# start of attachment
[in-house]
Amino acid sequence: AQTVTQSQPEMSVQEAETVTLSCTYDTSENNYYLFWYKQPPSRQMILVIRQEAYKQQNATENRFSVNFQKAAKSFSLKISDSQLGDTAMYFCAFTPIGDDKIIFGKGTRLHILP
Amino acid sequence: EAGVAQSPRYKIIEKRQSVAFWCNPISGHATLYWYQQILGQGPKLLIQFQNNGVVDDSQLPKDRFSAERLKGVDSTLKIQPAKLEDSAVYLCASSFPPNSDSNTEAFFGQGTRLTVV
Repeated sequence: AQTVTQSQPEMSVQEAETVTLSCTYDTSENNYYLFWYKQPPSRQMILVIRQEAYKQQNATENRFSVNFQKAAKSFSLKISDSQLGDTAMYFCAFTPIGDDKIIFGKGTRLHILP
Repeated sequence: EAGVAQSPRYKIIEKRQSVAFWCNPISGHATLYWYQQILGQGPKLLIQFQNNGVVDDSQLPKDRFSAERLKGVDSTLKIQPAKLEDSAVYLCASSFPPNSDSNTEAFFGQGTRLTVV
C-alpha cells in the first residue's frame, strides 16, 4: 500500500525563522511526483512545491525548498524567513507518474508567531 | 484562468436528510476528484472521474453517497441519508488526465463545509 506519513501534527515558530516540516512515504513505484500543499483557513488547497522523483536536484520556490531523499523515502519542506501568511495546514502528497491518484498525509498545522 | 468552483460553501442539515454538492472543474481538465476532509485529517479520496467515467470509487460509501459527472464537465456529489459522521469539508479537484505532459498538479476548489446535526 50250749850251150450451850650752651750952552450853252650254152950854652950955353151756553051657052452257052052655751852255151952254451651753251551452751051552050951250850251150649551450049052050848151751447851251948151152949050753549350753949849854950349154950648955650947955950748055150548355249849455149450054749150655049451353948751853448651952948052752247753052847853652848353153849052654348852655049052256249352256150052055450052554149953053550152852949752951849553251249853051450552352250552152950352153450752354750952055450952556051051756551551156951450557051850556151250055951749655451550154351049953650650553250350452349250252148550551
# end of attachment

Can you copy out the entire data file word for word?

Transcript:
[in-house]
Amino acid sequence: AQTVTQSQPEMSVQEAETVTLSCTYDTSENNYYLFWYKQPPSRQMILVIRQEAYKQQNATENRFSVNFQKAAKSFSLKISDSQLGDTAMYFCAFTPIGDDKIIFGKGTRLHILP
Amino acid sequence: EAGVAQSPRYKIIEKRQSVAFWCNPISGHATLYWYQQILGQGPKLLIQFQNNGVVDDSQLPKDRFSAERLKGVDSTLKIQPAKLEDSAVYLCASSFPPNSDSNTEAFFGQGTRLTVV
Repeated sequence: AQTVTQSQPEMSVQEAETVTLSCTYDTSENNYYLFWYKQPPSRQMILVIRQEAYKQQNATENRFSVNFQKAAKSFSLKISDSQLGDTAMYFCAFTPIGDDKIIFGKGTRLHILP
Repeated sequence: EAGVAQSPRYKIIEKRQSVAFWCNPISGHATLYWYQQILGQGPKLLIQFQNNGVVDDSQLPKDRFSAERLKGVDSTLKIQPAKLEDSAVYLCASSFPPNSDSNTEAFFGQGTRLTVV
C-alpha cells in the first residue's frame, strides 16, 4: 500500500525563522511526483512545491525548498524567513507518474508567531 | 484562468436528510476528484472521474453517497441519508488526465463545509 506519513501534527515558530516540516512515504513505484500543499483557513488547497522523483536536484520556490531523499523515502519542506501568511495546514502528497491518484498525509498545522 | 468552483460553501442539515454538492472543474481538465476532509485529517479520496467515467470509487460509501459527472464537465456529489459522521469539508479537484505532459498538479476548489446535526 50250749850251150450451850650752651750952552450853252650254152950854652950955353151756553051657052452257052052655751852255151952254451651753251551452751051552050951250850251150649551450049052050848151751447851251948151152949050753549350753949849854950349154950648955650947955950748055150548355249849455149450054749150655049451353948751853448651952948052752247753052847853652848353153849052654348852655049052256249352256150052055450052554149953053550152852949752951849553251249853051450552352250552152950352153450752354750952055450952556051051756551551156951450557051850556151250055951749655451550154351049953650650553250350452349250252148550551